Why any estate planner would in good conscience subject his or her clients to all the systemic problems inherent to our underfunded and overworked probate courts is beyond me; especially in Florida, which in 2007 was the first state in the nation to pass legislation expressly authorizing mandatory arbitration clauses in wills and trusts (see F.S. 731.401). As I’ve previously written here, in my opinion mandatory arbitration clauses are the best way to allow our clients to “opt out” of an underfunded/overworked court system (for sample arbitration clauses, see here). Which is why I was especially interested in the linked-to case below; to my knowledge it’s Florida’s first appellate decision enforcing a trust agreement’s mandatory arbitration clause.
In the linked-to case above the decedent included a mandatory arbitration clause in his revocable trust. After his death a dispute arose between his ex-wife (who was representing the interests of his now-deceased son) and his new wife, who also happened to be serving as successor trustee of the decedent’s revocable trust. New wife obtained an order compelling arbitration of the dispute. So far so good. But then nothing happened for six months. New wife accused ex-wife of dragging her feet, as explained by the 4th DCA:
[New wife] alleged the ex-wife had failed to take any action since the court compelled arbitration. The ex-wife had not filed a request for arbitration, provided any names of potential arbitrators, or attempted to schedule arbitration. . . . [New wife] complained that the ex-wife was preventing her from winding down the Grantor’s affairs.
There’s nothing wrong with objecting to unreasonable delay. But rather than address the problem with the arbitrator, new wife asked the probate judge to reinsert himself into the dispute.
As a result of the ex-wife’s inaction, [new wife] claimed she was unable to file tax returns and disburse assets, and she had suffered hardship and mental anguish. She argued that dismissal was her only remedy.
At this point you’d think the probate judge would say “no way, you asked for arbitration, now live with it.” Unfortunately, that’s not what happened. As explained by the 4th DCA, this is where things inexplicably went sideways:
Without articulating a basis for its decision, the [probate] court dismissed the ex-wife’s petition with prejudice. From this order, the ex-wife has appealed.
Once a probate judge grants a motion to compel arbitration, can that same judge dismiss the claim because one side fails to initiate the arbitration proceeding on a timely basis? NO
On appeal the 4th DCA delivered an excellent opinion for those of us favoring arbitration clauses in wills and trusts. First, the court gave us all ammunition to generally enforce mandatory arbitration clauses in this context. Second, it addressed a specific objection we can expect to come up with some frequency in these cases: unreasonable delay. As explained by the 4th DCA, once arbitration is triggered, if anyone’s got a problem with the pace of the proceedings, that issue needs to be addressed by the arbitrator — NOT your probate judge.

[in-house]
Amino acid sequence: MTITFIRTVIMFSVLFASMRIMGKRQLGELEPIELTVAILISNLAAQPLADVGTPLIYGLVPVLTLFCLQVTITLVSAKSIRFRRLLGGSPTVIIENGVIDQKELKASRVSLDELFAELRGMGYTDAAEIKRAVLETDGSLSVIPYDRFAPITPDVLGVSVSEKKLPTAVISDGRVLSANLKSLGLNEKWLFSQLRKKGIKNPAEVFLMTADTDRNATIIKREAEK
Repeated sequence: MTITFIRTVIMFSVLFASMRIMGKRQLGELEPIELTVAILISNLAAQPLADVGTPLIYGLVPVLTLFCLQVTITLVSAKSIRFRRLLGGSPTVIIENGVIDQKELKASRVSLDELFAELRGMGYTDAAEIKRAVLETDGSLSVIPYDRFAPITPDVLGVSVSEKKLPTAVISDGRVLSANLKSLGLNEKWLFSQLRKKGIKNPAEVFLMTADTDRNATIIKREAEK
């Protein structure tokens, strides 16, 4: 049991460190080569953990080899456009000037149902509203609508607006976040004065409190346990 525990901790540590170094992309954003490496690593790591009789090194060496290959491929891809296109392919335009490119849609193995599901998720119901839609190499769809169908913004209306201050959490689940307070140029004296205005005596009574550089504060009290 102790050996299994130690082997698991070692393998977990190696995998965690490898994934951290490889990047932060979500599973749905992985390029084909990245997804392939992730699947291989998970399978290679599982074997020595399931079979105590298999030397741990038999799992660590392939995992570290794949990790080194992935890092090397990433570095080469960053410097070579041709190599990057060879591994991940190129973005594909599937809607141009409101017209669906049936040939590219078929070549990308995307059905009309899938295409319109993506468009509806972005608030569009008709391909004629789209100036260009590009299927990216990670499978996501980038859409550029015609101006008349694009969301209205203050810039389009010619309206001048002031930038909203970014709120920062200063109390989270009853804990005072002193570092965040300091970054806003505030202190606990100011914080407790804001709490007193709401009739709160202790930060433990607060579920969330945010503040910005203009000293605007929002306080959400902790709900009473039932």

Courts favor arbitration as an alternative to litigation. See, e.g., Seifert v. U.S. Home Corp., 750 So.2d 633, 636 (Fla.1999); Pub. Health Trust of Dade Cnty. v. M.R. Harrison Constr. Corp., 415 So.2d 756, 758 (Fla. 3d DCA 1982). In deciding a motion to compel arbitration, a trial court is restricted to three issues: “(1) whether a valid written agreement to arbitrate exists; (2) whether an arbitrable issue exists; and (3) whether the right to arbitration was waived.” Seifert, 750 So.2d at 636; § 682.03, Fla. Stat. (2012).
Once those issues are determined, “‘permitting the parties to litigate the dispute in the courts instead of proceeding by arbitration as agreed would constitute a departure from the essential requirements of law.’” . . . Timeliness of a demand for arbitration is a fact question reserved for an arbitrator, not the trial judge. . . . Delay does not waive arbitration. . . .
Here, the parties did not dispute the validity of the trust or the existence of an arbitrable issue. The Successor Trustee did not argue that the ex-wife waived her right to arbitration by petitioning the court to construct the trust instrument. Procedurally, the trust only required that the arbitrator “be a practicing lawyer” with ten years of experience primarily devoted to wills and trusts. It did not require that the demand for arbitration be made within a specific or reasonable time period.
Once the trial court granted the Motion to Compel Arbitration, factual issues other than the three Seifert issues, including the timeliness in initiating the arbitration proceeding, belonged to the arbitrator. Collyer, 616 So.2d at 178–79. We therefore reverse and remand the case for reinstatement of the petition and arbitration of the dispute.